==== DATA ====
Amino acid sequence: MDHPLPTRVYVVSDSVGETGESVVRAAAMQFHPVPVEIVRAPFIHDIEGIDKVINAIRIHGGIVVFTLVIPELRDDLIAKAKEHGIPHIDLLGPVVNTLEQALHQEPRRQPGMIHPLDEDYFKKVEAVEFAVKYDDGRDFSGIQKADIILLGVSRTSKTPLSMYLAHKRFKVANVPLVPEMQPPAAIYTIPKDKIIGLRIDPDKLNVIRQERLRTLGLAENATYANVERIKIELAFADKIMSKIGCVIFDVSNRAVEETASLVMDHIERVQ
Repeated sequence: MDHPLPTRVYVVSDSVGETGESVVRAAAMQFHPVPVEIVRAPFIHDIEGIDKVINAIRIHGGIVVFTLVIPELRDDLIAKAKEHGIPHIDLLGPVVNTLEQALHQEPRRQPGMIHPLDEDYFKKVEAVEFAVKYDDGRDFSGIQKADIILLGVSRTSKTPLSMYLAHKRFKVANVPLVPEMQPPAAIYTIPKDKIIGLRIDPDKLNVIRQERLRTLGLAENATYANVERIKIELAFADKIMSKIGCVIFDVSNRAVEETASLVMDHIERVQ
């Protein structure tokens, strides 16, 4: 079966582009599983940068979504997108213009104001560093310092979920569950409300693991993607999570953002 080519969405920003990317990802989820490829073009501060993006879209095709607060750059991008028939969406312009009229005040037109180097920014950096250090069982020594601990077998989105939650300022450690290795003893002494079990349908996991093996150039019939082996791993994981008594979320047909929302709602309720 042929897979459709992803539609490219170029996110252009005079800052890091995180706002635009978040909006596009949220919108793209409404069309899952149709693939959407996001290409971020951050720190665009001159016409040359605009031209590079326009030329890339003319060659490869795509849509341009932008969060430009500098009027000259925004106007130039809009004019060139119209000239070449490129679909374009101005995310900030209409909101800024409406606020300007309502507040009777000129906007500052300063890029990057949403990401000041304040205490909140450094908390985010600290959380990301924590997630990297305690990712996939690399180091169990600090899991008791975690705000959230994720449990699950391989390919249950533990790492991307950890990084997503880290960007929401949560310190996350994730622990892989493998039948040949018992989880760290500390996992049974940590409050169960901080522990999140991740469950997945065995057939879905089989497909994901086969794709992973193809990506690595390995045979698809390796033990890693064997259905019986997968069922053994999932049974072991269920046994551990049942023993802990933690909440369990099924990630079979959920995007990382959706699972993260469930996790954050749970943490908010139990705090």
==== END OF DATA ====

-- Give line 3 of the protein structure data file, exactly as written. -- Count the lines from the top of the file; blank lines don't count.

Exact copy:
């Protein structure tokens, strides 16, 4: 079966582009599983940068979504997108213009104001560093310092979920569950409300693991993607999570953002 080519969405920003990317990802989820490829073009501060993006879209095709607060750059991008028939969406312009009229005040037109180097920014950096250090069982020594601990077998989105939650300022450690290795003893002494079990349908996991093996150039019939082996791993994981008594979320047909929302709602309720 042929897979459709992803539609490219170029996110252009005079800052890091995180706002635009978040909006596009949220919108793209409404069309899952149709693939959407996001290409971020951050720190665009001159016409040359605009031209590079326009030329890339003319060659490869795509849509341009932008969060430009500098009027000259925004106007130039809009004019060139119209000239070449490129679909374009101005995310900030209409909101800024409406606020300007309502507040009777000129906007500052300063890029990057949403990401000041304040205490909140450094908390985010600290959380990301924590997630990297305690990712996939690399180091169990600090899991008791975690705000959230994720449990699950391989390919249950533990790492991307950890990084997503880290960007929401949560310190996350994730622990892989493998039948040949018992989880760290500390996992049974940590409050169960901080522990999140991740469950997945065995057939879905089989497909994901086969794709992973193809990506690595390995045979698809390796033990890693064997259905019986997968069922053994999932049974072991269920046994551990049942023993802990933690909440369990099924990630079979959920995007990382959706699972993260469930996790954050749970943490908010139990705090």